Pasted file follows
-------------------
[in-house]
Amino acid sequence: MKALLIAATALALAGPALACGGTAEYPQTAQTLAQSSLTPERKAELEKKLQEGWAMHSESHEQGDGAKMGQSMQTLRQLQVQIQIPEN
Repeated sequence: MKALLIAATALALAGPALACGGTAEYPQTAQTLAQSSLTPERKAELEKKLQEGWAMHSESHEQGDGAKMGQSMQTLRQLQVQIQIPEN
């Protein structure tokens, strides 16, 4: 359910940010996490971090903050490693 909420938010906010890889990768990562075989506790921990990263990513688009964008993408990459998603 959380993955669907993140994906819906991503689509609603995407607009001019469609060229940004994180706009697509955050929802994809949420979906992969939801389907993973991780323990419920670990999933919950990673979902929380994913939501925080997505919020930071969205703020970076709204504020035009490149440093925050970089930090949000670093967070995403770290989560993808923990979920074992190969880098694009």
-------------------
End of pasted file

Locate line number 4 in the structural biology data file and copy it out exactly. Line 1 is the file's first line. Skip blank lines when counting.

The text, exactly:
């Protein structure tokens, strides 16, 4: 359910940010996490971090903050490693 909420938010906010890889990768990562075989506790921990990263990513688009964008993408990459998603 959380993955669907993140994906819906991503689509609603995407607009001019469609060229940004994180706009697509955050929802994809949420979906992969939801389907993973991780323990419920670990999933919950990673979902929380994913939501925080997505919020930071969205703020970076709204504020035009490149440093925050970089930090949000670093967070995403770290989560993808923990979920074992190969880098694009």